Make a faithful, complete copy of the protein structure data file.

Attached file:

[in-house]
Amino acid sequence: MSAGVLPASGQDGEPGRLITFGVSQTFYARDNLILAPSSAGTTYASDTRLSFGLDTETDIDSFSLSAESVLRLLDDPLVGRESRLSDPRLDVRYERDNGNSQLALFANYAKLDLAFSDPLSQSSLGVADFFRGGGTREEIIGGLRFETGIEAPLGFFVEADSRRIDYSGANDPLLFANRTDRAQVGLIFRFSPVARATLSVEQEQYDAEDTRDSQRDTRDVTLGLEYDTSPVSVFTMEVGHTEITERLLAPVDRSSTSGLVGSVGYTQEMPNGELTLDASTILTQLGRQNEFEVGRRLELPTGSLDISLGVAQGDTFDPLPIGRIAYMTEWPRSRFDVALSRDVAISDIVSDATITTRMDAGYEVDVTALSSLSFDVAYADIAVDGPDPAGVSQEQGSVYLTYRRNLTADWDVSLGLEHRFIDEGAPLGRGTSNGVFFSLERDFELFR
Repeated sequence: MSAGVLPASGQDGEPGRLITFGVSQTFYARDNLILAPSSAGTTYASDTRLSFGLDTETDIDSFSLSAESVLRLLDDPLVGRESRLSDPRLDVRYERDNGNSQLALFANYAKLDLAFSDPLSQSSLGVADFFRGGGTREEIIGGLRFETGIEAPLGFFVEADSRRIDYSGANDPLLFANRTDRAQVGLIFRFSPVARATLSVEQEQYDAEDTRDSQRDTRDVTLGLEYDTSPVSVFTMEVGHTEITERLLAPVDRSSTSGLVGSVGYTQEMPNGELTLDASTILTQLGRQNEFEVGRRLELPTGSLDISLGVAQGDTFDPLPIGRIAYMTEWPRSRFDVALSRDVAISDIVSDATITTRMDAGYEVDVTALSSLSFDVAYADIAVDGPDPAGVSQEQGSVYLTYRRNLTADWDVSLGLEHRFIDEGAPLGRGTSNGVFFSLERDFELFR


[in-house]
Amino acid sequence: MSAGVLPASGQDGEPGRLITFGVSQTFYARDNLILAPSSAGTTYASDTRLSFGLDTETDIDSFSLSAESVLRLLDDPLVGRESRLSDPRLDVRYERDNGNSQLALFANYAKLDLAFSDPLSQSSLGVADFFRGGGTREEIIGGLRFETGIEAPLGFFVEADSRRIDYSGANDPLLFANRTDRAQVGLIFRFSPVARATLSVEQEQYDAEDTRDSQRDTRDVTLGLEYDTSPVSVFTMEVGHTEITERLLAPVDRSSTSGLVGSVGYTQEMPNGELTLDASTILTQLGRQNEFEVGRRLELPTGSLDISLGVAQGDTFDPLPIGRIAYMTEWPRSRFDVALSRDVAISDIVSDATITTRMDAGYEVDVTALSSLSFDVAYADIAVDGPDPAGVSQEQGSVYLTYRRNLTADWDVSLGLEHRFIDEGAPLGRGTSNGVFFSLERDFELFR
Repeated sequence: MSAGVLPASGQDGEPGRLITFGVSQTFYARDNLILAPSSAGTTYASDTRLSFGLDTETDIDSFSLSAESVLRLLDDPLVGRESRLSDPRLDVRYERDNGNSQLALFANYAKLDLAFSDPLSQSSLGVADFFRGGGTREEIIGGLRFETGIEAPLGFFVEADSRRIDYSGANDPLLFANRTDRAQVGLIFRFSPVARATLSVEQEQYDAEDTRDSQRDTRDVTLGLEYDTSPVSVFTMEVGHTEITERLLAPVDRSSTSGLVGSVGYTQEMPNGELTLDASTILTQLGRQNEFEVGRRLELPTGSLDISLGVAQGDTFDPLPIGRIAYMTEWPRSRFDVALSRDVAISDIVSDATITTRMDAGYEVDVTALSSLSFDVAYADIAVDGPDPAGVSQEQGSVYLTYRRNLTADWDVSLGLEHRFIDEGAPLGRGTSNGVFFSLERDFELFR